Amber: 

Christie:

Jake: 

Sara:

The Good and Bad the TLC Creative design team noted while working on this project:

The Good:

1. Nice selection of ready-made templates

2. Good library of assets, making it easy to drag and drop for your presentation with a lot of free options

3. Web-based, can access designs from any web browser

4. User friendly for first-time use with an intuitive interface

5. Translates to a website seamlessly

6. Can share your slides as a template

7. Great, preset text styling options

8. Exports nearly perfectly to PowerPoint (no animations, poor backend Master Slide & Layouts, but slide level is very good)

9. Animation tool animates all elements on slide with one click (easy to use, nice visual effect, good for non-designers. Beyond the simple 1-click setup animation customization is a negative – not an option)

10. Free version is good enough to use, enough features to not have to go to premium

 

The Bad:

1. If there is no internet you can’t access and no offline app version

2. No table formatting options

3. Cannot animate individual elements

4. Cannot copy and paste elements from slide to slide in same position

5. The line width can’t be manually set 

6. No color picker/eye dropper tool

7. Template does not control font of added text boxes. Every new text box uses the Canva default font

8. Cannot change multiple text box font sizes or font color in one action, have to do each text box separately

9. Cannot have more than 1 font size per text box

10. Limited object grouping

11. No quick ribbon for tools

12. Cannot customize chart styling or separate actions for axis’s (chart styling and options are very limited!)

13. Cannot add text inside shape, must stack separate text box on top of a shape (ugh!)

14. Adding a new page, or changing a layout (which has problems too), does not open to that template, leaving the user to hunt through the template options to find the template (tip: remember the categorie and name of the template selected!)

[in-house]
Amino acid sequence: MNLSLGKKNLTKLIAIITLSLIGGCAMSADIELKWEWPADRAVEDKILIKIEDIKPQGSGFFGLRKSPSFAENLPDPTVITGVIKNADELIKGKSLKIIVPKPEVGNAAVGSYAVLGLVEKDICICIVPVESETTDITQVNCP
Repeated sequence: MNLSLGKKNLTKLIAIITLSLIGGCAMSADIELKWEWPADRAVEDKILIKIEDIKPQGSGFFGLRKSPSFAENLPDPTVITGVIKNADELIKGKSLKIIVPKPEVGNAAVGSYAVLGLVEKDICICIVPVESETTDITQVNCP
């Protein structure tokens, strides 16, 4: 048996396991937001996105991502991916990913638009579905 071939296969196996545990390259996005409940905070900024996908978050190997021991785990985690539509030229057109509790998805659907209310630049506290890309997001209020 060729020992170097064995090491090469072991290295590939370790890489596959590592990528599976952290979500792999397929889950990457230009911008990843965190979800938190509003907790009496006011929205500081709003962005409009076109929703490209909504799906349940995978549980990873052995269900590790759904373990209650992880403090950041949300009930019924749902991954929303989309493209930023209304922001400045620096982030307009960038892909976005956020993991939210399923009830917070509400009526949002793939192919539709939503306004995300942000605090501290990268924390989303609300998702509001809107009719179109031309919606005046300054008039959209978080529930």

15. Cannot customize animation per slide, or animation on a slide

16. Master layout place holders are skewed

17. Minimal set of formatting tools

18. Presentation features seem geared more to image/visual heavy presentations rather than data/copy oriented ones

19. Even with premium not all assets are included

20. No image/asset search filter to show just the images included with the plan (do not want to search through 1,000’s of pay images)

 

Troy @ TLC

By |2019-06-27T08:46:06-07:00June 26th, 2019|Software/Add-Ins|

Canva Presentation by Troy

As part of a design studio wide project, everyone delved into Canva to develop their own version of a presentation, everyone working from the same 10 slide presentation outline. Canva had good features for presentation design which were intuitive to use, fast processing (Canva is a web-based app, and I was working on a 300mbps fiber optic connection, so a fast response time was expected), and capable software package.

Here is my presentation, developed entirely with Canva. Download the PDF version Here

Comparing the presentation design workflow between Canva and PowerPoint (desktop version), I would prefer PowerPoint. Canva has a simple feature set and for a business presentation like this one, it was a source of frustration and lots of extended formatting. A few examples are: 

  • Canva does not have table formatting. So slides 3 and 9 required a lot of additional formatting time vs. developing same slide in PowerPoint. Slide 3 required additional time to think through a layout for the content that was not a quick table – in this instance the result is visually better than a standard PowerPoint table. Slide 9 was just painful to manually add the 4 column backgrounds, the 4 top dividers and 7 separate text boxes.
  • Canva has single text formatting style per text placeholder. This requires a lot of additional formatting time vs. ability to vary text styling. As example, slide 4 needed 4 text placeholders vs. 2 I would have used in PowerPoint.
  • Canva has limited bar chart styling and formatting options. Slide 5’s bar chart worked well for this presentation, but I had to make some concessions on the overall design to stay within the Canva options. There are only 4 bar chart styling options and complex data will quickly go beyond the Canva capabilities.

On the praise side, the web-based Presenter View capability is really fantastic coding. The variety and depth of “templates” is very impressive (although they do not meet my definition of what a full template is). The variety of font options, color scheme options, and sharing options all are impressive. 

I am certain the future will have requests for developing presentations in Canva and from this internal project, our design team is ready to take on those requests and develop professional slide decks.

Troy @ TLC

By |2019-06-23T02:33:36-07:00June 24th, 2019|Portfolio, Software/Add-Ins|

Canva 101

Canva Overview:

  • Launched 2013 (Beta) and full release 2015
  • Based in Sydney, Australia
  • Free and paid/”Pro” subscription options (Pro account ~$15/month)